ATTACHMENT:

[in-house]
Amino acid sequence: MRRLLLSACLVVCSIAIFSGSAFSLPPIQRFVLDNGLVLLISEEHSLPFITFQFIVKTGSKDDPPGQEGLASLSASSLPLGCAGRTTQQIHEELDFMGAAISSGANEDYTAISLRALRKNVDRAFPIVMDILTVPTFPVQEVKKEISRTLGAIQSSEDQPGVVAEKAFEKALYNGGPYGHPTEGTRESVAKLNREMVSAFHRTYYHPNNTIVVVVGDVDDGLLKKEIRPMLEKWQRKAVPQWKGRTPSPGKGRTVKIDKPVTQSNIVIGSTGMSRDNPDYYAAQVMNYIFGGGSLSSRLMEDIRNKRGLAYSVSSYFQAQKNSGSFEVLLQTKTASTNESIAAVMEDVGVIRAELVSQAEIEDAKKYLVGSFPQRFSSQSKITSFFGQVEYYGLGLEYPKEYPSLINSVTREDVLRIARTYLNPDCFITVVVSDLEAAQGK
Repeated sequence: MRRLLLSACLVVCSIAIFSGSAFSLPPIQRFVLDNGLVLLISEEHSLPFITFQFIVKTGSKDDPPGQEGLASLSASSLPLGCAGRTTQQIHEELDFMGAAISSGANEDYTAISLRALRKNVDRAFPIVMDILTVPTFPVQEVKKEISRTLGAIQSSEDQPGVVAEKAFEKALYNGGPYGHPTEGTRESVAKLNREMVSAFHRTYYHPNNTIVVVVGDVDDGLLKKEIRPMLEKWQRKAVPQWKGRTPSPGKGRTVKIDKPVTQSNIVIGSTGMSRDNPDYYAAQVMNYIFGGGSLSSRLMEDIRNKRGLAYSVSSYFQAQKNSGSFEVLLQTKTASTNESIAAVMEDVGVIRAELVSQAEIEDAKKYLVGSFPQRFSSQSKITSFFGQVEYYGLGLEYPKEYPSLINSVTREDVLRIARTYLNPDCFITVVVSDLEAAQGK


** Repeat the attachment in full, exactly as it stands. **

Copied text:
[in-house]
Amino acid sequence: MRRLLLSACLVVCSIAIFSGSAFSLPPIQRFVLDNGLVLLISEEHSLPFITFQFIVKTGSKDDPPGQEGLASLSASSLPLGCAGRTTQQIHEELDFMGAAISSGANEDYTAISLRALRKNVDRAFPIVMDILTVPTFPVQEVKKEISRTLGAIQSSEDQPGVVAEKAFEKALYNGGPYGHPTEGTRESVAKLNREMVSAFHRTYYHPNNTIVVVVGDVDDGLLKKEIRPMLEKWQRKAVPQWKGRTPSPGKGRTVKIDKPVTQSNIVIGSTGMSRDNPDYYAAQVMNYIFGGGSLSSRLMEDIRNKRGLAYSVSSYFQAQKNSGSFEVLLQTKTASTNESIAAVMEDVGVIRAELVSQAEIEDAKKYLVGSFPQRFSSQSKITSFFGQVEYYGLGLEYPKEYPSLINSVTREDVLRIARTYLNPDCFITVVVSDLEAAQGK
Repeated sequence: MRRLLLSACLVVCSIAIFSGSAFSLPPIQRFVLDNGLVLLISEEHSLPFITFQFIVKTGSKDDPPGQEGLASLSASSLPLGCAGRTTQQIHEELDFMGAAISSGANEDYTAISLRALRKNVDRAFPIVMDILTVPTFPVQEVKKEISRTLGAIQSSEDQPGVVAEKAFEKALYNGGPYGHPTEGTRESVAKLNREMVSAFHRTYYHPNNTIVVVVGDVDDGLLKKEIRPMLEKWQRKAVPQWKGRTPSPGKGRTVKIDKPVTQSNIVIGSTGMSRDNPDYYAAQVMNYIFGGGSLSSRLMEDIRNKRGLAYSVSSYFQAQKNSGSFEVLLQTKTASTNESIAAVMEDVGVIRAELVSQAEIEDAKKYLVGSFPQRFSSQSKITSFFGQVEYYGLGLEYPKEYPSLINSVTREDVLRIARTYLNPDCFITVVVSDLEAAQGK